As mentioned in the previous subsection, naturalistic monitoring can provide such information on behavioural mechanisms. For welfare analysis, it is particularly useful to differentiate between biased and unbiased decision-making, as well as between dynamically consistent and dynamically inconsistent decision-making (e.g., to identify whether a behaviour is or is not the result of a self-control failure). Following Bernheim (2016), one could use naturalistic monitoring techniques in order to identify those behaviours that are not driven by cognitive biases and self-control failures and use only those unbiased and dynamically consistent choices to recover true preferences. Similarly, naturalistic monitoring can help test whether people have stable and well-defined preferences – conditional on context. By measuring decisions and associated contexts repeatedly, clear patterns might emerge that allow the predicting of future choices in similar contexts and that provide a basis for recovering stable underlying preferences. Finally, by using naturalistic monitoring techniques, one can elicit the subjective beliefs that individuals have at the moment of making a decision. This approach might overcome the problem posed by Hausman (2000), who argues that choices alone cannot reveal beliefs nor preferences, because any choice is consistent with any preference, given the right set of beliefs.2

Naturalistic monitoring also allows for a direct measurement of what people want in their everyday lives and whether they get it. For example, Hofmann et al. (2012) and Delaney and Lades (2017) provide detailed accounts of everyday desires and their satisfaction. Preference satisfaction approaches have historically been used by many economists to guide welfare evaluations, and data from everyday life can inform us as to whether people satisfy their short-term preferences or not. This approach of measuring subjective preferences directly is analogous to previous research that measures experiential utility in everyday life (Kahneman et al., 2004a). But rather than measuring how people feel, these new approaches measure what people want (i.e., their ‘wantability’; Fisher, 1918) in everyday life. Such direct measures of preference and of their satisfaction could complement indirect preference measures that rely on choice data in order to reveal preferences. If the satisfaction of short-term desires is taken as the guide to welfare, a policy that gives people what they want at any given moment would be preferred over a policy that restricts choice. Similarly, different desires could be ranked according to their normative weight in the sense of a hierarchy of needs, as suggested already by Maslow (1943) and discussed in Witt (2017). A benevolent dictator might come up with a list of short-term desires that policies should encourage and with another list of desires to discourage. We do not claim that these would be the normatively best evaluation criteria, but merely state that naturalistic monitoring allows for quantifying preferences and their satisfaction in everyday life. Whatever welfare criterion related to everyday life one favours, naturalistic monitoring can provide data to assess the success of a policy based on this welfare criterion.3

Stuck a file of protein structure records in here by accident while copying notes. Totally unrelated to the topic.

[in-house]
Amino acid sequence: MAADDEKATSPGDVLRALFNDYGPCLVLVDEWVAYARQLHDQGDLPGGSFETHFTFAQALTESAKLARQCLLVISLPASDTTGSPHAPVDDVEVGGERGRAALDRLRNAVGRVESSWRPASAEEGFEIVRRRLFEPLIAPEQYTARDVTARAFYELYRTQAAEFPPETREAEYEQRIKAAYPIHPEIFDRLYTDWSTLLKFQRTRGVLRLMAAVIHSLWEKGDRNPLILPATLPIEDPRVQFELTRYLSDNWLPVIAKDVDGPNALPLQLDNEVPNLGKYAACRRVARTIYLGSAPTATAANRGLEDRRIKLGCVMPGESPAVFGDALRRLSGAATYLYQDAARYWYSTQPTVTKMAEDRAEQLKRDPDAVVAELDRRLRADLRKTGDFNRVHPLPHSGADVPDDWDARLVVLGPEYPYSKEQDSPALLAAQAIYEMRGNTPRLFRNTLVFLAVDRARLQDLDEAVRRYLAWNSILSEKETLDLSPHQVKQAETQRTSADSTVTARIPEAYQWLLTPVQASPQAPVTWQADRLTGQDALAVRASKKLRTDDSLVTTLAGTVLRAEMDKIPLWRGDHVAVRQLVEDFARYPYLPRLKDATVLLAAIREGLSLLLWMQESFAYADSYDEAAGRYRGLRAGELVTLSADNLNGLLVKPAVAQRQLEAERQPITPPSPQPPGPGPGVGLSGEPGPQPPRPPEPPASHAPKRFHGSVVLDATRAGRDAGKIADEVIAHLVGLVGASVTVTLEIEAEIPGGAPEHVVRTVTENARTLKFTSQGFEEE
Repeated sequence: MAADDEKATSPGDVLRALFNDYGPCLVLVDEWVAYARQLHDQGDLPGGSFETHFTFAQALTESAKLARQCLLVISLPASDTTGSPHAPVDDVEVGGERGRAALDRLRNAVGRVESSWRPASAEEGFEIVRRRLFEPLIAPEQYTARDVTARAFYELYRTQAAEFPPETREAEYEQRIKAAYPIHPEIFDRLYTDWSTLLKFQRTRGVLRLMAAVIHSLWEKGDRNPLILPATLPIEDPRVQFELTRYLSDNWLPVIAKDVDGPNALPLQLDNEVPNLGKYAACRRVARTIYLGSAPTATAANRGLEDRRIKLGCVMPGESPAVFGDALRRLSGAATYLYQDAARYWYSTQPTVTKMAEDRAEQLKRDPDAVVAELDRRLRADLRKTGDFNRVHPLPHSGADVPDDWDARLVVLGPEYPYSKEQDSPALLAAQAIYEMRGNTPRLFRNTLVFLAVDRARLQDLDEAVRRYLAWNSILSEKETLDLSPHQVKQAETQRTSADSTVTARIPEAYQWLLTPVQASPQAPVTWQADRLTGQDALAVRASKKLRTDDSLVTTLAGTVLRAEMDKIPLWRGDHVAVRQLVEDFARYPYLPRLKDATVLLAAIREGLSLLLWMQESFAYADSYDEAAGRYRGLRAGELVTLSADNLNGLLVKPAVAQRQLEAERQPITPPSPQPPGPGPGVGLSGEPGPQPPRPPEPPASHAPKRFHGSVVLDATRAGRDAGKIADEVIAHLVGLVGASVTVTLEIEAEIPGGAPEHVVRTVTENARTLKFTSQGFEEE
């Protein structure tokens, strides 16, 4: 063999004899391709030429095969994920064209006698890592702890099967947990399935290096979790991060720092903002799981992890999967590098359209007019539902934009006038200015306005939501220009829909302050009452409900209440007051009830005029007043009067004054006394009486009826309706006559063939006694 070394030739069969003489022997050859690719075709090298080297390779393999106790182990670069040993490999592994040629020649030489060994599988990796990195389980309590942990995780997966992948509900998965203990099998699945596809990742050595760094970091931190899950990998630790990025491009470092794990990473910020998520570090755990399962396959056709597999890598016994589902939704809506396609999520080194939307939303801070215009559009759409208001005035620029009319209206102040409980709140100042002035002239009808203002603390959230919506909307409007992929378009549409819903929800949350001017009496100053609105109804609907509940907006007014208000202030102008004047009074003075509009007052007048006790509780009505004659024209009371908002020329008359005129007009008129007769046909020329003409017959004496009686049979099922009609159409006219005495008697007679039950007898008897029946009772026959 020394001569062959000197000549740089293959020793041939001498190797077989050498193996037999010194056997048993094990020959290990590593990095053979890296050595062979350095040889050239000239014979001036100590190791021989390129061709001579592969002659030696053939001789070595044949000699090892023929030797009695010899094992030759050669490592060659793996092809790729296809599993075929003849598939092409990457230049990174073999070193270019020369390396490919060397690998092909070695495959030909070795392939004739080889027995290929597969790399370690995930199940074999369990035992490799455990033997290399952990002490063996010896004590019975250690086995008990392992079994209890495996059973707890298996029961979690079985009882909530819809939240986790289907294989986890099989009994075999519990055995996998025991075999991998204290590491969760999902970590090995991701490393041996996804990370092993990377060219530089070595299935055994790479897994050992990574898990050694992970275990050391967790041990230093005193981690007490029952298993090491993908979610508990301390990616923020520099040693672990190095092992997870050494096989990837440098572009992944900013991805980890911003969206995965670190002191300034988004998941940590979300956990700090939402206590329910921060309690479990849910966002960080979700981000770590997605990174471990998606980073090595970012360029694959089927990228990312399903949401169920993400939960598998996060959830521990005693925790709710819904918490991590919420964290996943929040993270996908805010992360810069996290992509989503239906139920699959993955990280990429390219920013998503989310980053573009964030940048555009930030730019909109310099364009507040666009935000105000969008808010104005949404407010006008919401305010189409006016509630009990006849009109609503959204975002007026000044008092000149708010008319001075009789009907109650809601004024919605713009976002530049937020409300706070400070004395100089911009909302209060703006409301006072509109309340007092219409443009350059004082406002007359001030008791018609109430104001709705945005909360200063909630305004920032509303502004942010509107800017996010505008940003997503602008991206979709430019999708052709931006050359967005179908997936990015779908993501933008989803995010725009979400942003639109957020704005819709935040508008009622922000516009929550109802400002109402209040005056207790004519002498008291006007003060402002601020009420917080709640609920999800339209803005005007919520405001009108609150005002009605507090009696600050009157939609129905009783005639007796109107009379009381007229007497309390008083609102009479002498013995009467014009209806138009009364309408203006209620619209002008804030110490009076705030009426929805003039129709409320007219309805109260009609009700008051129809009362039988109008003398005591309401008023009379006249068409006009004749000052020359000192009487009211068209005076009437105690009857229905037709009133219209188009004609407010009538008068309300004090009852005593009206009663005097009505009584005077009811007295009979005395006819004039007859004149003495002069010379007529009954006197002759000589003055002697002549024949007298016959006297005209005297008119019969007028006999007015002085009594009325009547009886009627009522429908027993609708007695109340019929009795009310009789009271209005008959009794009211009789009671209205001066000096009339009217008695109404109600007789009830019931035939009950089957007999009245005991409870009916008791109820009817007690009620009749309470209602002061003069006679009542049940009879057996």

Finally, the most common way to identify preferences using naturalistic monitoring techniques is to decompose and compare different components of subjective well-being. Based on the distinction between life satisfaction as the evaluate component of subjective well-being and momentary happiness as its experiential component, Knabe et al. (2010) used the DRM to show that unemployed people are dissatisfied with life, but have a good day in terms of momentary happiness. They explain the relatively high momentary happiness of the unemployed by the lack of time spent at work, which is one of the least enjoyable activities. In a follow-up study, Knabe et al. (2017) show that workfare participants’ life satisfaction is between that of employed and unemployed people and that workfare participants’ emotional well-being is the highest of these three groups.

Assessing the DRM as a tool for behavioural public policy: methodological considerations

There are several situations in which the DRM can be used in public policy contexts. However, the benefits and costs of using the DRM, and naturalistic monitoring more generally, depend on a number of methodological considerations. This section discusses the opportunities and limitations of using the DRM with the purpose of informing behavioural public policies.

Methodological options and opportunities

The aim of the seminal DRM study by Kahneman et al. (2004a) was to measure experiences, settings, activities and time allocation in peoples’ daily lives. The study's focus was on presenting affect ratings and their correlations with contemporaneous situational factors such as activities, interaction partners and time of the day. The study design, however, is versatile and allows for various modifications, depending on the specific research question.4 For example, in Kahneman et al. (2004a), participants completed the survey on a paper-and-pencil basis. But recent research has moved towards digital versions of the DRM, sometimes completely digital and sometimes with a paper diary to keep personal details anonymous (e.g., National Research Council (US), 2012; Bakker et al., 2013; Delaney & Lades, 2017). Moreover, in most DRM studies, participants are told that the typical length of an episode is between 15 minutes and 2 hours, but it is also possible to predefine certain time intervals, for example 2-hour intervals, and ask participants follow-up questions regarding this interval. The time intervals can be shortened and the absolute number of episodes reduced if the research is about rather short-lived aspects of everyday life, such as specific decisions and their psychological and situational correlates. The predefined time intervals also reduce individual heterogeneity in terms of the number of reported episodes (Diener & Tay, 2014). It is also possible to deviate from the episode as the unit of analysis according to which the second phase of the DRM is structured. The follow-up questions would then be concerned with one of the other questions asked in the first phase, such as activity, decision or social interaction. For example, in the American Time Use Survey (ATUS) well-being module, after documenting time use for the full previous day, respondents are asked to rate their affect during certain activities rather than episodes (National Research Council (US), 2012).